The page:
A unique feminist book on World War 1

Otto Dix, Prostitute and Disabled war veteran, Two victims of capitalism, 1923

An exceptional exhibition has just closed at the Tate Britain and it is sadly not going anywhere else, apparently. Aftermath is the extraordinary show of World War 1 artists such as Marcel Gromaire, Max Beckmann, Otto Dix, Paul Nash, Max Ernst, who fought in the war and went on to influence the art world of the 1920’s and 30’s leading to Dada and surrealism. It is a perfect background for understanding a rediscovered book, “Not so quiet“, first published in 1930. The story of six very young British lady ambulance drivers in the Somme who participated in the war effort and probably never recovered from their traumatic experience. Editions de Fallois is publishing the French translation just before the 100 th anniversary of the Armistice.

Paul Jouve, tomb of a Serbian soldier in Kenali, 1917

Helen Zenna Smith, an Australian writer who lived in London, was asked to tell the story of these young well-to-do women who volunteered  (and paid) to go and drive ambulances in France in the Forbidden Zone.  She used the diary of Winifred Constance Young, to write the most vivid and sometimes funny account of the life led by these ladies in their early twenties who discovered everything about men through the lens of the war.

The American editions has been continuously published by The Feminist press

Their duty was to drive the wounded in their ambulances from the train stations to the hospitals in the dark, the snow, the mud, for hours at night. They were starving except for the food packages they received from home and saw ravaged faces and bodies all day long. It is fascinating to follow their travels on the train, to realize the post office was still functioning in the war, their sufferings in the barracks, their becoming women in a fast way. the account of the ir daily life on the front is just amazing.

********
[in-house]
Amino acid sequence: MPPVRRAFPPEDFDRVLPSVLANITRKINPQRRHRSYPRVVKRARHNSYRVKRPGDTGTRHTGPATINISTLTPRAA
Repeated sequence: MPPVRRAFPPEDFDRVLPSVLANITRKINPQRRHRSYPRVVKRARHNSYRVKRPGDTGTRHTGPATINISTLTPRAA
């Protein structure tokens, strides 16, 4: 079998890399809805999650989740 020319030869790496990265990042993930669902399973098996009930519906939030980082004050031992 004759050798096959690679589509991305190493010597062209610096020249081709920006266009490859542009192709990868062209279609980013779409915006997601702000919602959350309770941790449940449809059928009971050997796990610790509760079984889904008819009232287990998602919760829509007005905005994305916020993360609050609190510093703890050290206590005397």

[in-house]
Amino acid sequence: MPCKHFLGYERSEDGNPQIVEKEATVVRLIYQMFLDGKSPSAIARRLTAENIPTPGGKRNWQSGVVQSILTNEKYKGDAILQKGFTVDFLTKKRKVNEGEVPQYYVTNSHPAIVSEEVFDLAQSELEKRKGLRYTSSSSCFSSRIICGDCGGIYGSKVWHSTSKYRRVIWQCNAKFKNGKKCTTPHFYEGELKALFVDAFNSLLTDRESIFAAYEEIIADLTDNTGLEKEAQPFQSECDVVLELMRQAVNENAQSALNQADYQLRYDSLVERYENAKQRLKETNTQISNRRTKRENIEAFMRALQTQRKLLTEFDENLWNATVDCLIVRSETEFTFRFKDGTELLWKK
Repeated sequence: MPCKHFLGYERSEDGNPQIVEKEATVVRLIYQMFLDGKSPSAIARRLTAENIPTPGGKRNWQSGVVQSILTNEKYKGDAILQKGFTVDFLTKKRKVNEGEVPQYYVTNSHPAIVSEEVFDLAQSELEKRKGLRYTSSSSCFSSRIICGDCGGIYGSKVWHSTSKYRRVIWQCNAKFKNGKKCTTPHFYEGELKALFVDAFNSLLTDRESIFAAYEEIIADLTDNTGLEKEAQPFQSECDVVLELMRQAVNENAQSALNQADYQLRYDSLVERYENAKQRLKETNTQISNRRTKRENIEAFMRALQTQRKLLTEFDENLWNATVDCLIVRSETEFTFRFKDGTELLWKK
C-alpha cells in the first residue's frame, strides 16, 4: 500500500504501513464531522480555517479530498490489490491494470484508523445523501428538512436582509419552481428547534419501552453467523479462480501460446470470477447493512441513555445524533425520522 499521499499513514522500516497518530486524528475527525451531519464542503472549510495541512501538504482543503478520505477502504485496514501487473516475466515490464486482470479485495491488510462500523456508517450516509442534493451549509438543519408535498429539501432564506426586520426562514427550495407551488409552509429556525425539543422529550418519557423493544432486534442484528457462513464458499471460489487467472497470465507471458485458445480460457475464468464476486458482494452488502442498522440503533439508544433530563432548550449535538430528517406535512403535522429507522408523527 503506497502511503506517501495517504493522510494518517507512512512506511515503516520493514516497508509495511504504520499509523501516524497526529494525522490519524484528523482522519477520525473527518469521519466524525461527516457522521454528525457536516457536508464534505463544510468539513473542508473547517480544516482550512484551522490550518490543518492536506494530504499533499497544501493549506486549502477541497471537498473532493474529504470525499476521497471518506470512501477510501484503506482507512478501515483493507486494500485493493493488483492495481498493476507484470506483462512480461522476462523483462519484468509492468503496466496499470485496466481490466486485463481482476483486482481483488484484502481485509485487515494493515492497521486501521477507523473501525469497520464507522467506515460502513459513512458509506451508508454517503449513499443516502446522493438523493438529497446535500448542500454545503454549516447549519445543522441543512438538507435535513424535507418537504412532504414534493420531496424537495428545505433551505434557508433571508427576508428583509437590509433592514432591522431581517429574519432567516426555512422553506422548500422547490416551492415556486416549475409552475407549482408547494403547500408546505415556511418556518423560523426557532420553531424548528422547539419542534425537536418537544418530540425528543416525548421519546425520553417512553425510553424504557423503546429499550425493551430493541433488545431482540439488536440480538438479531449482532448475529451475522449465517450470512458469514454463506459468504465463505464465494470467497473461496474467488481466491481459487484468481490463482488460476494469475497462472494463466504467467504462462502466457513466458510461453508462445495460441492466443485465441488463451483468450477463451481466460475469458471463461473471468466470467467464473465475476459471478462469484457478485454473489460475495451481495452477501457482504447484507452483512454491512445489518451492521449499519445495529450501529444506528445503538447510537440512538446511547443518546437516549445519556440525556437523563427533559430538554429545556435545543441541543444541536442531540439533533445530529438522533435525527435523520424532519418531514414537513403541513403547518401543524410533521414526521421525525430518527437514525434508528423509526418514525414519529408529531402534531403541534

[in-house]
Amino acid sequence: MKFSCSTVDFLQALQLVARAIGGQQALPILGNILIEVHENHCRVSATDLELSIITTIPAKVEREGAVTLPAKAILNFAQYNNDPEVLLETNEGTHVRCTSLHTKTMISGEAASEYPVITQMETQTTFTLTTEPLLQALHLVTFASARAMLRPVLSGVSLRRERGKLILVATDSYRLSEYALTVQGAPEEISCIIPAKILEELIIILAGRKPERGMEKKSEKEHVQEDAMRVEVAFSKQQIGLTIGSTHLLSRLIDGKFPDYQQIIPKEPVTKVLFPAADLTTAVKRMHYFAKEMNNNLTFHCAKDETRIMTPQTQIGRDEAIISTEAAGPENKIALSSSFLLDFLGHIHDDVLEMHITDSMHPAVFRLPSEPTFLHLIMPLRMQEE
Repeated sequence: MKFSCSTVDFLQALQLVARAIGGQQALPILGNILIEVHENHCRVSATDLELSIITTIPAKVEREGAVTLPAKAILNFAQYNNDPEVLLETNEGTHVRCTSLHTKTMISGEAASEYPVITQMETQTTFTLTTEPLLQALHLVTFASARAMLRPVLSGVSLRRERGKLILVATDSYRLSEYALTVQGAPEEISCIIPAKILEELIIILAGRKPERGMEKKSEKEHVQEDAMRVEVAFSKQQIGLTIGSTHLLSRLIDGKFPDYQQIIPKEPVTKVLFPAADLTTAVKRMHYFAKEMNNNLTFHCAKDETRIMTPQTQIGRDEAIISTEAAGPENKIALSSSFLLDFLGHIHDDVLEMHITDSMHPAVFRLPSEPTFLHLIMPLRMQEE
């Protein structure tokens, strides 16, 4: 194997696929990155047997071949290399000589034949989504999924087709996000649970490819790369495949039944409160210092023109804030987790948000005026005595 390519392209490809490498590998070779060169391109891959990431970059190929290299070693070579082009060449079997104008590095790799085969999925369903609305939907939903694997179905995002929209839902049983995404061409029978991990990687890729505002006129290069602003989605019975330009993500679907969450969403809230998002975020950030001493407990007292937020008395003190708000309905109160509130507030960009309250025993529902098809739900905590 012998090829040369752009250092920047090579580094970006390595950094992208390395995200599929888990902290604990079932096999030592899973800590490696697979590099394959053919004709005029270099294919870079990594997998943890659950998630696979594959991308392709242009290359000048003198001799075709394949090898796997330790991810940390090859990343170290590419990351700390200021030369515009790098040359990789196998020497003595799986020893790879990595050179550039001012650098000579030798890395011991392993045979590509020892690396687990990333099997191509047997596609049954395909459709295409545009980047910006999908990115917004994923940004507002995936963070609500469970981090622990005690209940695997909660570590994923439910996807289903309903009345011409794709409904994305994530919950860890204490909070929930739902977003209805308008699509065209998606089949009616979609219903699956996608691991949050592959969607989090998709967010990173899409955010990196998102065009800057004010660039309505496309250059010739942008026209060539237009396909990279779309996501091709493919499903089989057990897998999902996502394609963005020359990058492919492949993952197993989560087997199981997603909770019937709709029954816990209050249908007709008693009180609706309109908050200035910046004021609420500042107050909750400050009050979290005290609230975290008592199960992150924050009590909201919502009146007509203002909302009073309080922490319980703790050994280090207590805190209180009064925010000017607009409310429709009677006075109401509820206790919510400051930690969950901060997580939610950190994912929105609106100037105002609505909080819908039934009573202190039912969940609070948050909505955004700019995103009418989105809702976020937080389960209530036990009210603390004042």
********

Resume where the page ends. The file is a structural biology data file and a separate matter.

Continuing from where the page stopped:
Helen Zenna Smith

The book is brilliantly translated in French by Daphné Bernard who also wrote an introduction mentioning the circumstances of the camps.

It is a precise way of understanding the huge war effort made by the Brits who sent 250 000 young men and women to the French front. More than ten million soldiers died in the conflict and over 20 million were wounded.

There were also hospitals financed by private money. The author, Evadne Price, who took the pseudonym of Helen Zenna Smith,  was asked to  write a similar book to “All quiet on the Western Front”, which was so successful after the war: thus the title of “Not so quiet”.

It is a short powerful book which reminds us of the first liberation of women in the war, the courage and sense of humor of these girls who would go home to their social and egotistic mothers who did not understand anything about their traumas. Love with the young soldiers also enters the book in a dramatic way. This short little jewel has been published by the Feminist Press in New York and is now available in French at Editions de Fallois.

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2 Comments on “A unique feminist book on World War 1”

  1. Caroline VON KLITZING

    I still have my grandmother’s Red Cross Uniform! She was born in 1898, lived not far from the Somme, and managed to be a nurse from 1916 till 1918., quite an experience for a young girl….I am looking forward to the book.
    Thanks Laure!

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